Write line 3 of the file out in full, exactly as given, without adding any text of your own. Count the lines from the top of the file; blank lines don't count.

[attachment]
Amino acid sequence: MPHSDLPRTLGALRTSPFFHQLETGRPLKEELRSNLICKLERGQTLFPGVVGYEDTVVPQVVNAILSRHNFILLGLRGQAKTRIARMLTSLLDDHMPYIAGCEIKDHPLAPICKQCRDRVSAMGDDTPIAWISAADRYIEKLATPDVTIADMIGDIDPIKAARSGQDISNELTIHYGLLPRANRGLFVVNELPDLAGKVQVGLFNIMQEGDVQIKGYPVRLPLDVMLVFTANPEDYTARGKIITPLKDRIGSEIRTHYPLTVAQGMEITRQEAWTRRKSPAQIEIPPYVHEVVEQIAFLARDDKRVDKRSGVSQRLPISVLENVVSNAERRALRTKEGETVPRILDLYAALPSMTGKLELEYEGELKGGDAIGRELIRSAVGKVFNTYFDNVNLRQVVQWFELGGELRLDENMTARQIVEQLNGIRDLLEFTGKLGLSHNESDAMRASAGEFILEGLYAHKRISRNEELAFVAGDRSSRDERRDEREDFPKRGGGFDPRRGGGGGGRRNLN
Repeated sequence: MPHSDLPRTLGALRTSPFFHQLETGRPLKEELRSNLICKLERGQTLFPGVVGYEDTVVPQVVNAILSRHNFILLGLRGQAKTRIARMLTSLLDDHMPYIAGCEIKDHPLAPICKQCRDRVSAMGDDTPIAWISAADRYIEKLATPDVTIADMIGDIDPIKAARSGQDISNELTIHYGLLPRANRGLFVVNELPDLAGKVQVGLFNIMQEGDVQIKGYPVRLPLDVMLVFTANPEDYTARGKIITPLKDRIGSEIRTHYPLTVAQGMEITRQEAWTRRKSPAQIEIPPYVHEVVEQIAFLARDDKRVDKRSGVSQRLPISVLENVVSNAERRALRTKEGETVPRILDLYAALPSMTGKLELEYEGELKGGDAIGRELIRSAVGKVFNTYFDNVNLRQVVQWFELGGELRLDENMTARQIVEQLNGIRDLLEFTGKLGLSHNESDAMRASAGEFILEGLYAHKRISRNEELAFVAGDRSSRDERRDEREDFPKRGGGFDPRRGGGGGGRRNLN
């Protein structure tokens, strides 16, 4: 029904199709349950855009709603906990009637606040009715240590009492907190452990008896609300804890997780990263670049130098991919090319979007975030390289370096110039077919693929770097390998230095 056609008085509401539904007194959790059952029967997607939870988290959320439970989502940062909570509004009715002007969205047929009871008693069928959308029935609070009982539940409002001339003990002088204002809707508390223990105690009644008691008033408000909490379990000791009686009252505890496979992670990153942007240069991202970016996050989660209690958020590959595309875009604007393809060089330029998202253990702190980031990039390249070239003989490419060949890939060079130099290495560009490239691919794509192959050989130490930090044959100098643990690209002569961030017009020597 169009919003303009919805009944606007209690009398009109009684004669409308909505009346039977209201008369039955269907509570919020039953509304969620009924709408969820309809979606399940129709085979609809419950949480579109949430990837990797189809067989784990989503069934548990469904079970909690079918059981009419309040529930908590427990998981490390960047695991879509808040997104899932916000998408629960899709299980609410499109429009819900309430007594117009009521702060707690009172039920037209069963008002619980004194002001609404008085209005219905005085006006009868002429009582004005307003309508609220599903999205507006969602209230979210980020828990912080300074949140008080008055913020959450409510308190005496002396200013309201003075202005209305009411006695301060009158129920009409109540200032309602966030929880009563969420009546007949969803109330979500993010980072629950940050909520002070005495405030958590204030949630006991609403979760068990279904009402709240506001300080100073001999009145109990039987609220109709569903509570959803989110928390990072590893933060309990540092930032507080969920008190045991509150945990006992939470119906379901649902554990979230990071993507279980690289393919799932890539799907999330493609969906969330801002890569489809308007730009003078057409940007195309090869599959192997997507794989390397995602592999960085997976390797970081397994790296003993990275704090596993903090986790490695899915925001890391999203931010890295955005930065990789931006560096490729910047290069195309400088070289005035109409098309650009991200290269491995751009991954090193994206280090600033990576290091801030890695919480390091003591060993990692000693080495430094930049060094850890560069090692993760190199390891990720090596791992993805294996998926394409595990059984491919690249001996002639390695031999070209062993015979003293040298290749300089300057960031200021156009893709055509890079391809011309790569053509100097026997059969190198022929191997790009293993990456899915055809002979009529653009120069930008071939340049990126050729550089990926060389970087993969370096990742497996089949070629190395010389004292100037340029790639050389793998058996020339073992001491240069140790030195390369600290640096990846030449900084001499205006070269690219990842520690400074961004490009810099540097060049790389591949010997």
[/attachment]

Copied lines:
């Protein structure tokens, strides 16, 4: 029904199709349950855009709603906990009637606040009715240590009492907190452990008896609300804890997780990263670049130098991919090319979007975030390289370096110039077919693929770097390998230095 056609008085509401539904007194959790059952029967997607939870988290959320439970989502940062909570509004009715002007969205047929009871008693069928959308029935609070009982539940409002001339003990002088204002809707508390223990105690009644008691008033408000909490379990000791009686009252505890496979992670990153942007240069991202970016996050989660209690958020590959595309875009604007393809060089330029998202253990702190980031990039390249070239003989490419060949890939060079130099290495560009490239691919794509192959050989130490930090044959100098643990690209002569961030017009020597 169009919003303009919805009944606007209690009398009109009684004669409308909505009346039977209201008369039955269907509570919020039953509304969620009924709408969820309809979606399940129709085979609809419950949480579109949430990837990797189809067989784990989503069934548990469904079970909690079918059981009419309040529930908590427990998981490390960047695991879509808040997104899932916000998408629960899709299980609410499109429009819900309430007594117009009521702060707690009172039920037209069963008002619980004194002001609404008085209005219905005085006006009868002429009582004005307003309508609220599903999205507006969602209230979210980020828990912080300074949140008080008055913020959450409510308190005496002396200013309201003075202005209305009411006695301060009158129920009409109540200032309602966030929880009563969420009546007949969803109330979500993010980072629950940050909520002070005495405030958590204030949630006991609403979760068990279904009402709240506001300080100073001999009145109990039987609220109709569903509570959803989110928390990072590893933060309990540092930032507080969920008190045991509150945990006992939470119906379901649902554990979230990071993507279980690289393919799932890539799907999330493609969906969330801002890569489809308007730009003078057409940007195309090869599959192997997507794989390397995602592999960085997976390797970081397994790296003993990275704090596993903090986790490695899915925001890391999203931010890295955005930065990789931006560096490729910047290069195309400088070289005035109409098309650009991200290269491995751009991954090193994206280090600033990576290091801030890695919480390091003591060993990692000693080495430094930049060094850890560069090692993760190199390891990720090596791992993805294996998926394409595990059984491919690249001996002639390695031999070209062993015979003293040298290749300089300057960031200021156009893709055509890079391809011309790569053509100097026997059969190198022929191997790009293993990456899915055809002979009529653009120069930008071939340049990126050729550089990926060389970087993969370096990742497996089949070629190395010389004292100037340029790639050389793998058996020339073992001491240069140790030195390369600290640096990846030449900084001499205006070269690219990842520690400074961004490009810099540097060049790389591949010997």